Series 3, Episode 35: Cheap-Laughs
MR. ROBINSON John Cleese
MRS. ROBINSON Carol Cleveland
MR. CHEAP-LAUGH Terry Jones
MRS. CHEAP-LAUGH Graham Chapman
(Mix through to a modern sitting room. Mrs Robinson is eating alone at the table looking at the clock.)
Mr Robinson: Sorry about that, darling…
(She serves him some vegetables. He unfolds his napkin.)
Mrs Robinson: Gravy?
Mr Robinson: Yes please, dear.
(They sit and eat in silence. Suddenly the doorbell rings.)
Mrs Robinson: Oh dear, that’ll be the Cheap-Laughs from next door.
(Various different doorbell sounds and chimes. Mr Robinson goes to the front door, and opens it. Standing outside are Mr and Mrs Cheap-Laugh. He is wearing a big floppy comedian’s suit and a big bow tie and fright wig. She is a Mrs Equator sort of lady, with an enormous hairstyle, and dressed in very bad taste.)
Mr Robinson: Come in.
Mr Cheap-Laugh: No! Just breathing heavily!
(He and his wife roar with laughter. As he comes in he slips and falls on the mat. His wife puts a custard pie in his face. More roars of laughter.)
Mrs Cheap-Laugh: Oh we just dropped in.
Mr Robinson: Would you like to come through…
(We mix through to the exterior of a house at night. Shrieks of laughter, crushes of crockery. The two men with the donkey run past in road, the third man behind pointing to the sign.)
SUPERIMPOSED CAPTION: ‘ONE EVENING WITH THE CHEAP-LAUGHS LATER’
(The light comes on in hall. Cut to them in the hall at the front door.)
Mr Cheap-Laugh: Well goodnight and give us a kiss.
(kisses Mrs Robinson)
Mrs Cheap-Laugh: Oh thank you very much for a very nice evening.
Mr Cheap-Laugh: After you, dear.
(He trips her up and she falls out into the darkness. We hear her shriek with laughter. Mr Cheap-Laugh drops his trousers, makes lavatory chain pulling sign and noise and hurls himself out after wife and disappears into the darkness. More laughter. The host shuts the door. They heave a sigh of relief and go back into the sitting room. The crockery on the table is all smashed in a heap on the floor with the table cloth. The standard lamp is broken in half. There are large splodges of food and wine splashes on the walls. Some glasses and a moustache are drawn on the Tretchikoff picture of the Chinese girl. Mn Robinson flops down on the sofa. There is a farting cushion. She removes it, irritated.)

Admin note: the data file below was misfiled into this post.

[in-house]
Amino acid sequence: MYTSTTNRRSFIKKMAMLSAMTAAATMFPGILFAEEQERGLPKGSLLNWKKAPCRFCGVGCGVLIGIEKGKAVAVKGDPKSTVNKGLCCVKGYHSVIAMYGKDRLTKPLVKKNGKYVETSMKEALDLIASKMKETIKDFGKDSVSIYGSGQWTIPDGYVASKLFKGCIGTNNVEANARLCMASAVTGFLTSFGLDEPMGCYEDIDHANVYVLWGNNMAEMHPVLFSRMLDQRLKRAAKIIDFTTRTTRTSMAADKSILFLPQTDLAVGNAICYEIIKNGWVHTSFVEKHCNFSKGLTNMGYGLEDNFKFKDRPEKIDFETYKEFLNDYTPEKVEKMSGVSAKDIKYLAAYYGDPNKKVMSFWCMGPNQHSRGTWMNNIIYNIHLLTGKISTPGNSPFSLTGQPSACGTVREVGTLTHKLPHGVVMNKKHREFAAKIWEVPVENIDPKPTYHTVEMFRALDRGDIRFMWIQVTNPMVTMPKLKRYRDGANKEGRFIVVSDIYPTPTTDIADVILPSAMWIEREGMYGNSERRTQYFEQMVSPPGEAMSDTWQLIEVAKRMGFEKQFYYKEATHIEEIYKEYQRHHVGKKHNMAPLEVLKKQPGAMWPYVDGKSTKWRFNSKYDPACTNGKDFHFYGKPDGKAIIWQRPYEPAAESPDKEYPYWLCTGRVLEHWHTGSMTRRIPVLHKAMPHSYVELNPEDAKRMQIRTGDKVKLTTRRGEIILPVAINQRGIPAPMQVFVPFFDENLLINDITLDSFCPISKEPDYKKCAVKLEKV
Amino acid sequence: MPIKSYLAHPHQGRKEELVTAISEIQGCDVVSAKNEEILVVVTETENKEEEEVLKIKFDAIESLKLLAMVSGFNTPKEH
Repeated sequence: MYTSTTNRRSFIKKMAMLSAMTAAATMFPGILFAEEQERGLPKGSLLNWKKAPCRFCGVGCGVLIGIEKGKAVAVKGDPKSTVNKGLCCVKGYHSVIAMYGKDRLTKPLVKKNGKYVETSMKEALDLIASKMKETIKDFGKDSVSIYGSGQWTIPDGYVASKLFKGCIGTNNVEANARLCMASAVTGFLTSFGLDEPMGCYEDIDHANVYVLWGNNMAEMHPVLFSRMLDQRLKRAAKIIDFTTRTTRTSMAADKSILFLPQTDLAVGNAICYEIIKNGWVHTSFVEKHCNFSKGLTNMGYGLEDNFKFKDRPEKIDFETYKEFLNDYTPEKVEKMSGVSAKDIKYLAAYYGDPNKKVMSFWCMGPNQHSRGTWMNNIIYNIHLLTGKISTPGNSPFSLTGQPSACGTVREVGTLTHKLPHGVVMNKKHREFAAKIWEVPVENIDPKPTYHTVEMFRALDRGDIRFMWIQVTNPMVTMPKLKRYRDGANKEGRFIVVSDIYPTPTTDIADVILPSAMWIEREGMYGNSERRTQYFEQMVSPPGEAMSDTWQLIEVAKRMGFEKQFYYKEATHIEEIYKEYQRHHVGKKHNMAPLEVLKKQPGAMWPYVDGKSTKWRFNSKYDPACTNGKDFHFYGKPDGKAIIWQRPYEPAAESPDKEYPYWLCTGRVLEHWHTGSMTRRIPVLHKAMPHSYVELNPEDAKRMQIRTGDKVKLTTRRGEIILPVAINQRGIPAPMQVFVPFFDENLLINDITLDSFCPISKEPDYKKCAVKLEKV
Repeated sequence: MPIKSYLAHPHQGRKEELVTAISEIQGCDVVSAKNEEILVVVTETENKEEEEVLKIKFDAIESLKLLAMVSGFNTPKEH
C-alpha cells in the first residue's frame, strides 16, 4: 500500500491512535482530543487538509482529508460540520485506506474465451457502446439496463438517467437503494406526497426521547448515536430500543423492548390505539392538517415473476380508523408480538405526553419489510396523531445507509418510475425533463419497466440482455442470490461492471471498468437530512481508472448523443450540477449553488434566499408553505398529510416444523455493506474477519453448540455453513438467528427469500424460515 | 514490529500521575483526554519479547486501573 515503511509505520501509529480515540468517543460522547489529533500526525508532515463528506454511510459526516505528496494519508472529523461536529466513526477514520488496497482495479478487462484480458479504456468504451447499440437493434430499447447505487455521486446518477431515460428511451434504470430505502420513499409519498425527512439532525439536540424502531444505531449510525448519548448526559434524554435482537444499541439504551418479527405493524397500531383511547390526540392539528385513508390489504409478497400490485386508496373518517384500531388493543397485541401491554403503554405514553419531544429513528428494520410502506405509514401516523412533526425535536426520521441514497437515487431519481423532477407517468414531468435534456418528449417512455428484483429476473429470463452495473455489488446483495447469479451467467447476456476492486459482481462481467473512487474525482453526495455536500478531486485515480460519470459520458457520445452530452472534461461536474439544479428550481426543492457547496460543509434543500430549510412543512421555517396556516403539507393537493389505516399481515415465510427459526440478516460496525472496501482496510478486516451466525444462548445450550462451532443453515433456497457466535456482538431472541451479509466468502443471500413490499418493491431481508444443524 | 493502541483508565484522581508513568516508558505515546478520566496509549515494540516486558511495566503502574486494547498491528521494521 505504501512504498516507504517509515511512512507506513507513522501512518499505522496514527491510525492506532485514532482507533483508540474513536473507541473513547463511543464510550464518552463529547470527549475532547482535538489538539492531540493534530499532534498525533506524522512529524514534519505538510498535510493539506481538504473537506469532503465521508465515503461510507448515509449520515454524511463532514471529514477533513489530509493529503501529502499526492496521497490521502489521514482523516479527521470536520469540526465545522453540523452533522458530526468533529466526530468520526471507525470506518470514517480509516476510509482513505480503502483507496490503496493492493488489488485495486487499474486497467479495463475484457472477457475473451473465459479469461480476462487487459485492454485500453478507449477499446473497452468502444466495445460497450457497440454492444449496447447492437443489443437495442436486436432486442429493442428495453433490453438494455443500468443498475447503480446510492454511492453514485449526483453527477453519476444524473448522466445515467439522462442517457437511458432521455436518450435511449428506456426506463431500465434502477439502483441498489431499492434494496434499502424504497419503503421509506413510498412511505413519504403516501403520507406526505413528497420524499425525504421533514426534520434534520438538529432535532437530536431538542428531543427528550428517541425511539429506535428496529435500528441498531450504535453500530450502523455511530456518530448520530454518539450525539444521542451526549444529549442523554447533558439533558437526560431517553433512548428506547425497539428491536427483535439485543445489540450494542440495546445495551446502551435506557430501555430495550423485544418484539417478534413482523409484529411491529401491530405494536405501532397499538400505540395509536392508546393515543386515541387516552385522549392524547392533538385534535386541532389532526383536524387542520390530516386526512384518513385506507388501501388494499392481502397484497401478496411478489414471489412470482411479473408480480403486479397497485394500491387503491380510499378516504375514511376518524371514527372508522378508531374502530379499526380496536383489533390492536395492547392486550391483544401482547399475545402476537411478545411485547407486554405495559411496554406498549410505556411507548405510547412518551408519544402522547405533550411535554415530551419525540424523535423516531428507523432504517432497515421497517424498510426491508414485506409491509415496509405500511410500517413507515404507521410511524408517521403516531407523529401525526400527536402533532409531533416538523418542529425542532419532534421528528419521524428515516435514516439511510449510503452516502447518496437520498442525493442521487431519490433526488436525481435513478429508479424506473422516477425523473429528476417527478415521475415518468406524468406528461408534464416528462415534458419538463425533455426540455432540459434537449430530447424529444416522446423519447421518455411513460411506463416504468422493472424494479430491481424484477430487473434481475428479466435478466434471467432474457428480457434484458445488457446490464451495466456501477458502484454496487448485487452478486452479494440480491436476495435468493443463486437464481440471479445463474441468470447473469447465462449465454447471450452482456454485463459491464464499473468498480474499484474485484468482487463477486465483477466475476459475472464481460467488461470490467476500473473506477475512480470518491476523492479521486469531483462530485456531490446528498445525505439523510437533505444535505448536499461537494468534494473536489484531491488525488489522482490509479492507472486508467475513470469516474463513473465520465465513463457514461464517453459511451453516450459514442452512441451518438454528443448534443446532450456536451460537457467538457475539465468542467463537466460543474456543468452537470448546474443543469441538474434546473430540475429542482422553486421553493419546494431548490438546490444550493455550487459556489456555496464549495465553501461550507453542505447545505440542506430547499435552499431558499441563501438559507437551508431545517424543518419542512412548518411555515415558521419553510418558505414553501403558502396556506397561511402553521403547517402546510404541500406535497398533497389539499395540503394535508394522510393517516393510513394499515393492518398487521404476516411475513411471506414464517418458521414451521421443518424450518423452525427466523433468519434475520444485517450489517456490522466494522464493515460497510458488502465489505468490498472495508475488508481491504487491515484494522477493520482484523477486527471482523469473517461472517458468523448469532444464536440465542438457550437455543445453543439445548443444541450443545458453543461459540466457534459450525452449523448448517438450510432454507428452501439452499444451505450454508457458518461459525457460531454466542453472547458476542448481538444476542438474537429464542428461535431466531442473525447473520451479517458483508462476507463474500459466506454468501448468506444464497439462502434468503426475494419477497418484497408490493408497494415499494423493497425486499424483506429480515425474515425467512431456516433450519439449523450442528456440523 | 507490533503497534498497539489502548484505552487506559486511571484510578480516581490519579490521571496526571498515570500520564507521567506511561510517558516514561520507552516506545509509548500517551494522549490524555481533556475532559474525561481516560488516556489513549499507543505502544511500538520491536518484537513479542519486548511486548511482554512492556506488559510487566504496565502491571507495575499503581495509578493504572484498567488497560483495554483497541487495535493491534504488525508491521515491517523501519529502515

Mrs Robinson: Oh honestly dear, why do we always have to buy everything just because the Cheap-Laughs have one?
(He goes over to the wall cupboard for drinks. A bucket Of whitewash is balanced on the half-open door. He opens the cupboard and the bucket of whitewash falls on him. Cut briefly to a Mr Badger.)
Badger: This is not an interruption at all.
(Cut back to Mr Robinson. He pours himself a drink, without reacting to the whitewash.)
Mr Robinson: It’s just neighbourliness dear, that’s all…
Mrs Robinson: I think we should try and lead our own lives from now on.
(She opens a sewing box and a boxing glove on a spring comes out and hits her on the chin.)
Mr Robinson: Can’t you be serious for one moment?
(He sits on the pouffe. The sixteen-ton weight falls on him. Cut to the exterior of the house. The lights go off downstairs and upstairs. The two men run past carrying a pantomime goose.)
SUPERIMPOSED CAPTION: ‘LATER THAT NIGHT’
(Cut to a darkened bedroom. Mr and Mrs Robinson are in a double bed, talking.)
Mr Robinson: I’m sorry I was cross earlier.
Mrs Robinson: Oh that’s all right, dear. It’s just that I. get so sick of always having to be like the Cheap-Laughs.
Mr Robinson: Well yes, from now on we’ll be like ourselves.
Mrs Robinson: Oh Roger…
Mr Robinson: Oh Beatrice.
(The bed springs up and folds into the back wall of the bedroom. On the underneath of the bed is a presenter on a chair.)